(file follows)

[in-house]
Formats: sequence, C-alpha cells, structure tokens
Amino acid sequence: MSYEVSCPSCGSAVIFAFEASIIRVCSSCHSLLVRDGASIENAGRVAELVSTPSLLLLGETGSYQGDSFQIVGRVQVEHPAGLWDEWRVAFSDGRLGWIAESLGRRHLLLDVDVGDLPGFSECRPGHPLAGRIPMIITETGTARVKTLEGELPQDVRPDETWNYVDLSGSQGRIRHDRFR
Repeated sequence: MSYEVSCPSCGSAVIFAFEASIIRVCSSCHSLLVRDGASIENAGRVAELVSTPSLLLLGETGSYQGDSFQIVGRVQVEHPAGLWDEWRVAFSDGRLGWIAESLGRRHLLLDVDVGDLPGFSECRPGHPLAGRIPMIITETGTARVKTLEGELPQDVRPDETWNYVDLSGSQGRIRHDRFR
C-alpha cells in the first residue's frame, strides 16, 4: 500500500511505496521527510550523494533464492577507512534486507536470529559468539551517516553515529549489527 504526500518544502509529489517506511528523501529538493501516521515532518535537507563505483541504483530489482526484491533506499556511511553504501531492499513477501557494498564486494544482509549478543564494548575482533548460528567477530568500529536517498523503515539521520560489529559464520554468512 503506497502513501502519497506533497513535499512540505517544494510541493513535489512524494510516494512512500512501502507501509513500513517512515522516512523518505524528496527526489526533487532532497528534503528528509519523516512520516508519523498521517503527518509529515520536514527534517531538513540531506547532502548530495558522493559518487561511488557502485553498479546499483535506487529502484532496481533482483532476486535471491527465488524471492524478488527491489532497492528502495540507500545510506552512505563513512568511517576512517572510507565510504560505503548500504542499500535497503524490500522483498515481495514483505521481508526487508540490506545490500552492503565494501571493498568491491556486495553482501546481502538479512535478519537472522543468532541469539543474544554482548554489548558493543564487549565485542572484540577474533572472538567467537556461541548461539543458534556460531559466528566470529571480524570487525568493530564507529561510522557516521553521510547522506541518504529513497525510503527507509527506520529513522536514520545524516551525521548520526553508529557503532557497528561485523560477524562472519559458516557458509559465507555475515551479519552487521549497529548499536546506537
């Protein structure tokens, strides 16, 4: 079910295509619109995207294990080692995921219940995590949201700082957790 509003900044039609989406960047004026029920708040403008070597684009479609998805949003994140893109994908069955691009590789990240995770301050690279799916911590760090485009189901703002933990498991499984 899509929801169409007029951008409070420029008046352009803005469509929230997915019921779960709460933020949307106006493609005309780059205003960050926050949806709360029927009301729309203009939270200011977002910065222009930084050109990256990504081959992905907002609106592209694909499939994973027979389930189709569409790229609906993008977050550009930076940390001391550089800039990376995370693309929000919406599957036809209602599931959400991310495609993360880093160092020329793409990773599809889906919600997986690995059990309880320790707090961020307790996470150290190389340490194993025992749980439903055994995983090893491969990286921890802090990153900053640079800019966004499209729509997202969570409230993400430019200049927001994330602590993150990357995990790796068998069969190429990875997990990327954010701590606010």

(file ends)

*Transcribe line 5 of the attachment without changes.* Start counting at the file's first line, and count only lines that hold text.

C-alpha cells in the first residue's frame, strides 16, 4: 500500500511505496521527510550523494533464492577507512534486507536470529559468539551517516553515529549489527 504526500518544502509529489517506511528523501529538493501516521515532518535537507563505483541504483530489482526484491533506499556511511553504501531492499513477501557494498564486494544482509549478543564494548575482533548460528567477530568500529536517498523503515539521520560489529559464520554468512 503506497502513501502519497506533497513535499512540505517544494510541493513535489512524494510516494512512500512501502507501509513500513517512515522516512523518505524528496527526489526533487532532497528534503528528509519523516512520516508519523498521517503527518509529515520536514527534517531538513540531506547532502548530495558522493559518487561511488557502485553498479546499483535506487529502484532496481533482483532476486535471491527465488524471492524478488527491489532497492528502495540507500545510506552512505563513512568511517576512517572510507565510504560505503548500504542499500535497503524490500522483498515481495514483505521481508526487508540490506545490500552492503565494501571493498568491491556486495553482501546481502538479512535478519537472522543468532541469539543474544554482548554489548558493543564487549565485542572484540577474533572472538567467537556461541548461539543458534556460531559466528566470529571480524570487525568493530564507529561510522557516521553521510547522506541518504529513497525510503527507509527506520529513522536514520545524516551525521548520526553508529557503532557497528561485523560477524562472519559458516557458509559465507555475515551479519552487521549497529548499536546506537